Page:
Since the Breast Cancer Awareness Month spin doctors claim that breast cancer is "simply not a preventable disease," the focus has shifted to the theme of early detection. Women are now encouraged to get their early mammogram. At one time, only women 50 years or older were told to get this screening. Now the campaign is targeting 40-year-olds and even women as young as 25. However, detecting breast cancer with mammography is not the same as a protection from breast cancer.

Questions are being raised about the validity of mammograms. A mammogram is an x-ray. The only acknowledged cause of cancer by the American Cancer Society is from radiation. When it comes to radiation, there is no safe level of exposure.

"There is clear evidence that the breast, particularly in premenopausal women, is highly sensitive to radiation, with estimates of increased risk of up to one percent for every RAD (radiation absorbed dose) unit of x-ray exposure. Even for low dosage exposure of two RADs or less, this exposure can add up quickly for women having an annual mammography," notes Samuel Epstein, M.D., professor of occupational and environmental medicine at the University of Illinois School of Public Health. "More recent concern comes from evidence that one percent of women, or over one million women in the United States alone, carry a gene that increases their breast cancer risk from radiation fourfold." [8]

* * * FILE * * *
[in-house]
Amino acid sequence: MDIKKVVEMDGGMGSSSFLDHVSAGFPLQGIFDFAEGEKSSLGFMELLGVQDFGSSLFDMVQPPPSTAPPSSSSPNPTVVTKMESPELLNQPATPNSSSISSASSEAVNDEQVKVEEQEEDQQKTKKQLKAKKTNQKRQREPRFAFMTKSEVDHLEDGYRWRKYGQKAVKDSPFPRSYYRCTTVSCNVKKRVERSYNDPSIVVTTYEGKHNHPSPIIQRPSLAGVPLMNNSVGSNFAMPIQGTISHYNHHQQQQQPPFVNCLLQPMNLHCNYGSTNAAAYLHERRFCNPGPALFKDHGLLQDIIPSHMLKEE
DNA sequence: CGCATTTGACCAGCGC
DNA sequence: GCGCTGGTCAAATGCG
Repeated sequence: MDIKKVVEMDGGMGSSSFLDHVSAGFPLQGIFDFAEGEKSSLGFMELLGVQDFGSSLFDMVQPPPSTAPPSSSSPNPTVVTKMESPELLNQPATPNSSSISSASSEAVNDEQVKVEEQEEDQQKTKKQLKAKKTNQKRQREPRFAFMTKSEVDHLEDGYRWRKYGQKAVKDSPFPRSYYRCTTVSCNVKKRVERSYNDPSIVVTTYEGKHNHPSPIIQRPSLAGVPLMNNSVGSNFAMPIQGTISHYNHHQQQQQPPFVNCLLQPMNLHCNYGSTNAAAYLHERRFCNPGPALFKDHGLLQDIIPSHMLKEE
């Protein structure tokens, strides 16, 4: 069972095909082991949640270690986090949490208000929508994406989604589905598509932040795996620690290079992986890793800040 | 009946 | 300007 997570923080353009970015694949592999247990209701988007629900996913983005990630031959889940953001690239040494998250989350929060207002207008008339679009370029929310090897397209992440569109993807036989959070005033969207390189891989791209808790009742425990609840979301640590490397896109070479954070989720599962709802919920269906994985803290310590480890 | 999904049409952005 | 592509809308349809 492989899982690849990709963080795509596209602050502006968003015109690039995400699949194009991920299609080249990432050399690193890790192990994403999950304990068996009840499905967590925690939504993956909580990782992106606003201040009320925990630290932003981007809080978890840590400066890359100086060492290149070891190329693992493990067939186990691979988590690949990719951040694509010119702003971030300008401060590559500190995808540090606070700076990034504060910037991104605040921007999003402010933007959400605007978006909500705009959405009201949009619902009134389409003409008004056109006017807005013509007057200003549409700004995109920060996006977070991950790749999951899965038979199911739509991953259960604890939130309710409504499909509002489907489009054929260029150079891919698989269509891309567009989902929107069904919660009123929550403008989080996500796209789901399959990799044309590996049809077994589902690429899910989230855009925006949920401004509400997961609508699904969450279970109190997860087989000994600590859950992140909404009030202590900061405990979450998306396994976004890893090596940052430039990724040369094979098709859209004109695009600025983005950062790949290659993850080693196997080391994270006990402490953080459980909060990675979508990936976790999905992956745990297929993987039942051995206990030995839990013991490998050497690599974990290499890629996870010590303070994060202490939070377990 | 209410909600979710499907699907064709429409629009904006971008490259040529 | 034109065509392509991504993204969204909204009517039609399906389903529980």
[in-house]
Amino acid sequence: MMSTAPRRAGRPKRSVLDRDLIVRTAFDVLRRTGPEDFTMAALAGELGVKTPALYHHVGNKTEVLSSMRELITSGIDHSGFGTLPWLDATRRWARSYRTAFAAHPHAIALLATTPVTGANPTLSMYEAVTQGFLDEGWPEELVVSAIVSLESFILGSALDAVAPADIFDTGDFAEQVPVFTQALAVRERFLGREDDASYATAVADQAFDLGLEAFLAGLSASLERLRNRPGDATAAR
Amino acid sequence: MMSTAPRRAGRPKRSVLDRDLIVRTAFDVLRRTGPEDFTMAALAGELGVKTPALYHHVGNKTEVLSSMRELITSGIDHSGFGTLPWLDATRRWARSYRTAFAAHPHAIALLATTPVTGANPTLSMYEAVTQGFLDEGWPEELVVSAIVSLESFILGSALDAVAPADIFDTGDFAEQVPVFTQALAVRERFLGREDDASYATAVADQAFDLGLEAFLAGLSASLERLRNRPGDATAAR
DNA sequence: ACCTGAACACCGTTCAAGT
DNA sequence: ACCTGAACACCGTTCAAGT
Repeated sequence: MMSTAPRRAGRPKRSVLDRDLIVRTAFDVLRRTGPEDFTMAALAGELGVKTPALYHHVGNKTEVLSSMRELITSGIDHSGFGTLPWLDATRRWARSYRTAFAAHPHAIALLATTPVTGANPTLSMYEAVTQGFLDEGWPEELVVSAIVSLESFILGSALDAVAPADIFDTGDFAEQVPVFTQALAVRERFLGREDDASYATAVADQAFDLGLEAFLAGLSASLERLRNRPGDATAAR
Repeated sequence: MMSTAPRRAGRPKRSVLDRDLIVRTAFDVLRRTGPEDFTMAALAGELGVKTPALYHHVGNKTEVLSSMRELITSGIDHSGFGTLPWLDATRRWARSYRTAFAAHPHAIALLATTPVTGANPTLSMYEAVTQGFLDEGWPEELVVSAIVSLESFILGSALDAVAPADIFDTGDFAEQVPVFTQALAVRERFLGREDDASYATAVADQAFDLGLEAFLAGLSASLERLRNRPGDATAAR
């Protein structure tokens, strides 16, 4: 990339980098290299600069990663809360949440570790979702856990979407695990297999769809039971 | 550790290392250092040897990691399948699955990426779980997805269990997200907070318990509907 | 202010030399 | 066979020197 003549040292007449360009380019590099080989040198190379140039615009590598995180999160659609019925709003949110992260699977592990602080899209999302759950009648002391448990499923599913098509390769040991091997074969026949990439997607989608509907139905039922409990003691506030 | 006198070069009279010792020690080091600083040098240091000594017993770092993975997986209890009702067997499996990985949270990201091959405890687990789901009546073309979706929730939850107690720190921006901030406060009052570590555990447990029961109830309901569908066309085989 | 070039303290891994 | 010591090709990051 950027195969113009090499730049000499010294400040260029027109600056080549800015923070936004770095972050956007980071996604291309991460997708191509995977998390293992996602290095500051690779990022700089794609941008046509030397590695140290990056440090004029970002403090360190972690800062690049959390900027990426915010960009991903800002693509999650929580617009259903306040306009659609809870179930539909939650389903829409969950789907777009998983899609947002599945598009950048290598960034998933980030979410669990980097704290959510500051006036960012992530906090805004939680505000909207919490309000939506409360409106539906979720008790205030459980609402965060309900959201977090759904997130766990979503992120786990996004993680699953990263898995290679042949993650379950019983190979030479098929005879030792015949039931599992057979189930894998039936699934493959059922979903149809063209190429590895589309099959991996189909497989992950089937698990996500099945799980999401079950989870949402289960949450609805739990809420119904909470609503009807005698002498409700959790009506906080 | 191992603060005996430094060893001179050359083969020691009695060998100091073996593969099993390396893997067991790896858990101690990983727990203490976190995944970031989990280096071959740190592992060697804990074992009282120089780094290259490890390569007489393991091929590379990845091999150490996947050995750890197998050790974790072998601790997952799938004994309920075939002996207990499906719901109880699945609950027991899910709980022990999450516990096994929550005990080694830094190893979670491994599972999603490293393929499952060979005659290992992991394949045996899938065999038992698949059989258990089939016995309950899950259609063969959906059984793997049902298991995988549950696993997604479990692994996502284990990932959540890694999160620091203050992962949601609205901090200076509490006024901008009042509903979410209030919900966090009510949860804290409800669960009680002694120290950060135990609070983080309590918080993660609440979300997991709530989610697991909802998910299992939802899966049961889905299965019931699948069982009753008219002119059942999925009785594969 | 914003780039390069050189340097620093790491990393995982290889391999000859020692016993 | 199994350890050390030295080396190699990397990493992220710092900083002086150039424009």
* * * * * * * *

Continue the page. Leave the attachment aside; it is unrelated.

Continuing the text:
In addition, mammography provides false tumor reports between 5 and 15 percent of the time. False positive results cause women to be re-exposed to additional x-rays and create an environment of further stress, even possibly leading to unneeded surgery.

"Furthermore," says Dr. Epstein, "while there is a general consensus that mammography improves early cancer detection and survival in post-menopausal women, no such benefit is demonstrable for younger women." Still, the American Cancer Society recommends annual or biannual mammography for all women ages 40 to 55 or earlier.